Banna by Bridget O’Connor
Convent Street, Listowel
The sign is on the wall at the entrance to the hospital. I’ve discussed this at length on the blog but it still fascinates me to see street signs where the Irish has absolutely no connection whatsoever to the English name. In most cases the English street name is an English Christian name, thought to be named after Lord Listowel’s sons, e.g. William and Charles. In this case however and in the case of Church Street the English name refers to a well known building, a landmark located on the street. The Irish name refers to an older superstition. One didn’t mess with the Púca. He was a wicked spirit who rode around the countryside after dark spiriting away anyone foolish enough to be out late.
The entrance to Listowel hospital grounds
They are making great progress with the dementia day care centre. The organising committee are still looking for volunteer cyclists to do the Ring of Kerry Cycle to raise funds for them. If you can’t do the cycle, please sponsor one of the cyclists.
Bryan MacMahon and Flavin’s Bookshop
Dan Flavin and his son, Micheál at the door of the shop sometime in the 1950s. The photo appears in Vincent Carmody’s Snapshots of a Market Town.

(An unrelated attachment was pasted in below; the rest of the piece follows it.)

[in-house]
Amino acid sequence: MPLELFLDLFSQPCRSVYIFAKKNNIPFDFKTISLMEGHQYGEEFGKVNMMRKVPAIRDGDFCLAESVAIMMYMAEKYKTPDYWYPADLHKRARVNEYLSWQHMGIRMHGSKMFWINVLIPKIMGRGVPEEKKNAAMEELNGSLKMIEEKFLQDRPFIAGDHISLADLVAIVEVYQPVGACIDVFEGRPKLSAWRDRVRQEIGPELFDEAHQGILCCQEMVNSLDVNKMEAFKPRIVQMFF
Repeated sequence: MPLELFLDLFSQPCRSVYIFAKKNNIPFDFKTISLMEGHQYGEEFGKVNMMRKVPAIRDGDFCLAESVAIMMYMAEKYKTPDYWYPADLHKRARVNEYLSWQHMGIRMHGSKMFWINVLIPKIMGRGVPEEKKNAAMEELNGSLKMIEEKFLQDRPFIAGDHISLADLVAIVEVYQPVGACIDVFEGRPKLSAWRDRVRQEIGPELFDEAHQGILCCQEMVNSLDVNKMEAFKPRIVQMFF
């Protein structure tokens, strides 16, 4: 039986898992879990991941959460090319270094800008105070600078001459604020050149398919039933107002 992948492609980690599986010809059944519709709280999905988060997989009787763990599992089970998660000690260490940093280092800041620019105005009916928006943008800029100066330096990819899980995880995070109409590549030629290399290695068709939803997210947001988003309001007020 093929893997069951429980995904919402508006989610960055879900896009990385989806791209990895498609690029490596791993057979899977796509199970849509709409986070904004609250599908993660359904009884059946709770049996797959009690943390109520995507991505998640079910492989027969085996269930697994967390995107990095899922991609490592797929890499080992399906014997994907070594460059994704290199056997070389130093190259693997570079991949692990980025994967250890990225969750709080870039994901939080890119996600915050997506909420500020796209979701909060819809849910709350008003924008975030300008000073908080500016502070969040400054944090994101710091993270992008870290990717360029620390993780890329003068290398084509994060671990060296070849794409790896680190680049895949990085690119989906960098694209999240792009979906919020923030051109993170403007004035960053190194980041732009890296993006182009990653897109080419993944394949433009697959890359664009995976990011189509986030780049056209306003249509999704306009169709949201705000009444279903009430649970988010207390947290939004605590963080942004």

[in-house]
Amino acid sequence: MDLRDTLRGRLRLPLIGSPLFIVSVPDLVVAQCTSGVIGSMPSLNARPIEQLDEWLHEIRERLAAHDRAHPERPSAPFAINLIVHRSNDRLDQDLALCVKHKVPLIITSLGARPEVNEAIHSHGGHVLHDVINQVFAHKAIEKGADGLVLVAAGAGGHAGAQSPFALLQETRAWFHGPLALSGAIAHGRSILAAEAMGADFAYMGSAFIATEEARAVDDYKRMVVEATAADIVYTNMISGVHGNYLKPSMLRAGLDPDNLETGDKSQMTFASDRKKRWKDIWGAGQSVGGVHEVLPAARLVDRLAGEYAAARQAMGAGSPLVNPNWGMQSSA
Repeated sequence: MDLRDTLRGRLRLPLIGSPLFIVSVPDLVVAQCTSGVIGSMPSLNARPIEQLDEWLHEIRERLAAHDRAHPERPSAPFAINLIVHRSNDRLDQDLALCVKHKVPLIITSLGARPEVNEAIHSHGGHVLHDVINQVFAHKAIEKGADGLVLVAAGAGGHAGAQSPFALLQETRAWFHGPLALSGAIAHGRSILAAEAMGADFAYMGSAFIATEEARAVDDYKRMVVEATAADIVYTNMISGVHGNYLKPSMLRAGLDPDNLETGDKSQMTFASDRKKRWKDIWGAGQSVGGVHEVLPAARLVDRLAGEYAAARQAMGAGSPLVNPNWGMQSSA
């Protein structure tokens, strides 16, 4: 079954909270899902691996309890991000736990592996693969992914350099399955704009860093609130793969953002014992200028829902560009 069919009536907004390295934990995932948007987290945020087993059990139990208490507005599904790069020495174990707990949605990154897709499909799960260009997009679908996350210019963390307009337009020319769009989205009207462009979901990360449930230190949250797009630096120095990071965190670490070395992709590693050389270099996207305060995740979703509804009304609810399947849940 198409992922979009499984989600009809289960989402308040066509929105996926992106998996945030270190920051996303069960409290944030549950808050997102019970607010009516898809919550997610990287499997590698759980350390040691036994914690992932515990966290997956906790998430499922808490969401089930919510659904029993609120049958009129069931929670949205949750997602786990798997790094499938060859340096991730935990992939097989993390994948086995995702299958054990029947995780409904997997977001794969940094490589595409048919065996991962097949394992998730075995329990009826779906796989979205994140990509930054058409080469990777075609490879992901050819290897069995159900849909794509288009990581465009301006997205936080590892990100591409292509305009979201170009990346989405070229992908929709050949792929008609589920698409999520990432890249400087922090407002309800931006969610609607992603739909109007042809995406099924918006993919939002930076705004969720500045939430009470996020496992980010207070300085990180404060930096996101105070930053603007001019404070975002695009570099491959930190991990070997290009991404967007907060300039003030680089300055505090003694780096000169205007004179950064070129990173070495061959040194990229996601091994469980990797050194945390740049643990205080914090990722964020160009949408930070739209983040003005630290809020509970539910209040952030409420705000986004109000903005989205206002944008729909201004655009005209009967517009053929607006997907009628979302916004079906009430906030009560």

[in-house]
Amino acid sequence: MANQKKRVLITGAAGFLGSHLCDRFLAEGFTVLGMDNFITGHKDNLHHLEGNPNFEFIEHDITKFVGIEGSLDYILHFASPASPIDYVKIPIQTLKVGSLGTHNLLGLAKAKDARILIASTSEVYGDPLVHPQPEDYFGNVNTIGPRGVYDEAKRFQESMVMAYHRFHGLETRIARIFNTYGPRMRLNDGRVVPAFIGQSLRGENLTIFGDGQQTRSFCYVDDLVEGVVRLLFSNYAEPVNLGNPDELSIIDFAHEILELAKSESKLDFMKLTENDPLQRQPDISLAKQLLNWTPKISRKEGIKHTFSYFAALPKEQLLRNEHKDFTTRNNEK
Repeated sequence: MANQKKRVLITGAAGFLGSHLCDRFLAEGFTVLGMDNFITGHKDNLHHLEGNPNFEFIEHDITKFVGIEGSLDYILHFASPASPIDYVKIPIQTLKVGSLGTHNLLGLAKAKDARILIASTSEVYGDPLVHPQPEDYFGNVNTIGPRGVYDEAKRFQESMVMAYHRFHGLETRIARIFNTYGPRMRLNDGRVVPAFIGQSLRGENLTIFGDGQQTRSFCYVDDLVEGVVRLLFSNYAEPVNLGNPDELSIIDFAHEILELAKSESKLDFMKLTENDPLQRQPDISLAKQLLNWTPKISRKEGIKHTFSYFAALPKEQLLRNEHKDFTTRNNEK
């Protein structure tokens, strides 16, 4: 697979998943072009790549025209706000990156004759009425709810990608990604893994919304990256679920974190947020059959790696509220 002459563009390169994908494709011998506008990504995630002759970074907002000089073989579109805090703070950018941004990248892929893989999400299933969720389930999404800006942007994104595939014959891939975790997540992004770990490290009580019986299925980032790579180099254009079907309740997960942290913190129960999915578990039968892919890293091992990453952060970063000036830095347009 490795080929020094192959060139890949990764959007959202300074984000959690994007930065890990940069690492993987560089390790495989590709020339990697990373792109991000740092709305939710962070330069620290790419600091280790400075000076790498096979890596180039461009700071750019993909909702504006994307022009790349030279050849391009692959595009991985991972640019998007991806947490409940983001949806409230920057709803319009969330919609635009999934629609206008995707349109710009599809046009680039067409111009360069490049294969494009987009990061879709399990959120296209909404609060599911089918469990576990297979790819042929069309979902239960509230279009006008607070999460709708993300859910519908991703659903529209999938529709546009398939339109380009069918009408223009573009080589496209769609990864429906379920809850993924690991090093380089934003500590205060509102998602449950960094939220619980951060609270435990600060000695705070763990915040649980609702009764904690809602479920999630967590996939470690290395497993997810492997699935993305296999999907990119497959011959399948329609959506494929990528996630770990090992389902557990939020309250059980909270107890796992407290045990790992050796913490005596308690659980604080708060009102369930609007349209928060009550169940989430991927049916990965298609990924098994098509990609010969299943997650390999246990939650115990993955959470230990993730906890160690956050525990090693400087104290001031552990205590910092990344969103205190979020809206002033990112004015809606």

Flavins is closing tomorrow, Saturday February 8 2020
Famine Poverty and a Kind Landlord
from the Schools’ Folklore Collection
The Quarter field is situated on the side of a hill. It contains nine acres in the begining of the nineteenth century many families lived in this field The field was owned by a Land Lord and he allowed these poor people build houses in it. Each family got a quarter of ground. There was no division between the quarters only paling. They used to set potatoes in the quarter every year and used to get the manure from the neighbouring farmers. These people had no other way of living only when ever they would work for another farmer for small hire. When the potatoes failed in the years 1845 to 1847 all these people died of starvation. When they were gone my grandfather bought this field with more land surrounding it and my father is in possession of it now My grandfather threw the remains of the houses away and it is all one level field at present. If you walk through parts of it on a Summers evening you could see the form of the houses and the little gardens alongside it
- (name not given)
- Gortacloghane, Co. Kerry